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SAN ANTONIO -- The opportunity to play football at a dream school is a privilege not afforded to every prospect.
It is not guaranteed to happen for some of the best players in the country because several members of the U.S. Army All-American Bowl teams in San Antonio said that they had to reach out on their own to get recruiting jump-started.
Sicklerville (N.J.) Timber Creek defensive tackle Greg Webb said he wouldn't have ended up at North Carolina had he not made himself available to the program.
"I didn't have any help with my recruiting when I was a freshman or a sophomore," he said. "I was balling, but I was short and no one wanted to help me and no one wanted to recruit me.
"It made me hungry, and I got my tape out there and got my name out there to show what I could do."
Webb now stands 6-foot-2 and weighs 290 pounds. He is expected to anchor the interior of the defensive line for the East team.
The No. 143-ranked player in the Rivals250 finished his recruiting period with nearly 30 offers -- including one from almost every member of the SEC and others from coast to coast -- but he said that he wanted just three.
"I really went out there to get Boston College, North Carolina and South Carolina," he said. "I had a couple of other offers but I wanted those three, and honestly they were shunning me at first and I didn't really hear back until late.
"I got offers from all three, but it wasn't easy."
Ezekiel Elliott ended his senior season ranked as the top player in the state of Missouri and the No. 77 player in the Rivals100 coming out of St. Louis (Mo.) John Burroughs School.
At 6-foot and nearly 200 pounds, Elliott would figure to be an ideal size for most any college football program in the country.
He had 19 offers and committed to Ohio State in April. As talented as Elliott is, he said he did not get much attention from three schools that he thought he would be a good fit at.
"I reached out to Michigan State, Oregon and Texas," he said. "I hardly heard back from any of them, and I didn't get any offers from them.
"I was a little surprised."
Elliott is competing for time in the backfield of the West team with Thomas Tyner, Altee Tenpenny and Justin Davis. He is listed as an athlete on the official roster and could work into a major role in the slot.
His viewed his versatility as an asset, something he could use to sell himself to the trio of schools he extended himself to.
"I am not sure why Oregon didn't even contact me back," he said. "Texas I understand because they really stick close to home.
"Michigan State contacted me and I liked them since I was younger, but I didn't get an offer. I thought I would be a great fit there, but I guess they didn't see it that way. It was a little disappointing, but it worked out for me."
A similar situation played out for San Antonio (Texas) Christian wide receiver Corey Robinson.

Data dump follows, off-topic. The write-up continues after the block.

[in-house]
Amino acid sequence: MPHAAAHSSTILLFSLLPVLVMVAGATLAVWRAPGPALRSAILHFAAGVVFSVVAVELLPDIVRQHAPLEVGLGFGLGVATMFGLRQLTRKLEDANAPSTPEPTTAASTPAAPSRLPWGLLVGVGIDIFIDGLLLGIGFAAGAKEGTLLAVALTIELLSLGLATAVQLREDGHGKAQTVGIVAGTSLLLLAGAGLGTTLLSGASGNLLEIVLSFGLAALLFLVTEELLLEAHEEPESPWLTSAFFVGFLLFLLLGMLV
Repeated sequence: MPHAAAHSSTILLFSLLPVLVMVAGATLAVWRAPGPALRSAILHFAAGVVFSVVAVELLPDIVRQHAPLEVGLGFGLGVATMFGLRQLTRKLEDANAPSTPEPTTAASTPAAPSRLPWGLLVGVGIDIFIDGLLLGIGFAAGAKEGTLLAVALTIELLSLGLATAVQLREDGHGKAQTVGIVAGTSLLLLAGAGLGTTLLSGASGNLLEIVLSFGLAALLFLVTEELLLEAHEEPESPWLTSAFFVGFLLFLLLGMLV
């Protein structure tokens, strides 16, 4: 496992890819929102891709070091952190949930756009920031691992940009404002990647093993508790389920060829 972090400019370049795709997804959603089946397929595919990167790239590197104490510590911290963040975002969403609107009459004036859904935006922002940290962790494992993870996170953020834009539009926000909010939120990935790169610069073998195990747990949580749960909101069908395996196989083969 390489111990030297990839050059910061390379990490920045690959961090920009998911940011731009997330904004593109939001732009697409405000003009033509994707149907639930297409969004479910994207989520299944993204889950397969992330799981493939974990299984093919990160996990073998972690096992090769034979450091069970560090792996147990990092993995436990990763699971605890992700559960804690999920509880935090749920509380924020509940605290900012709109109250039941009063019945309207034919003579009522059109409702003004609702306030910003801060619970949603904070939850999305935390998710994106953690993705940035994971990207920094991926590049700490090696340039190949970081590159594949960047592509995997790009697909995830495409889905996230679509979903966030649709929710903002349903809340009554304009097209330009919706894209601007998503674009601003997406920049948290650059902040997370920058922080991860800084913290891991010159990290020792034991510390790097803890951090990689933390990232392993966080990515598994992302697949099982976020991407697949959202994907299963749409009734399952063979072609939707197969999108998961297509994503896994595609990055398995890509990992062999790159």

The son of NBA Hall of Famer David Robinson committed to Notre Dame in late April. It was high on his list of schools but not one that he had to reach out to himself.
He said academics played a significant role in his decision to touch base with Michigan, Vanderbilt and Stanford.
"I made a list of the top academic and football schools and started trying to get my name out there," Robinson said. "Those three, along with Notre Dame, were up there.
"Notre Dame was already talking to me, but I wanted to see about the other three as well because they were good on the field and in the classroom."
The 6-foot-4 target enters the Army Bowl as the No. 80-ranked receiver and is competing for playing time with Jake Oliver, Derrick Griffin, Steven Mitchell, Ricky Seals-Jones and John Diarse.
He, like Elliott, did not land the offers he sought.
"Michigan didn't get back to me," he said. "Stanford was interested, but the coach that was recruiting me went to the NFL and then it stopped, and Vanderbilt wanted me to come to their junior day but I had some school stuff that conflicted so that ended that pretty quickly.
"What ended up happening was Notre Dame kept climbing up the list of academics and football so I committed like a month after I started the process with the other schools, so it ended up OK."
Webb nearly shared the same fate as Robinson when North Carolina changing staffs three times since he made first contact.
Butch Davis was dismissed in 2010, and interim coach Everett Withers lasted just one season before Larry Fedora was hired in 2012.
Webb said that each transition forced him to reestablish himself with the new staff, but that the effort was worth it as his situation continued to evolve.
"It was tough. Butch Davis' staff didn't jump on me at first, but they were still in contact," he said. "Then it dipped a little when he got fired, and when Coach Fedora got hired they really started to show me some love."
Webb added that once the program was as committed to him as he was to it, it was time to commit. He also said that having the interest reciprocated made all the effort to get his name out worth it.
"When I started seeing all the love from them, it was a done deal," he said. "But if I didn't go out and get it, I don't think it would have happened."
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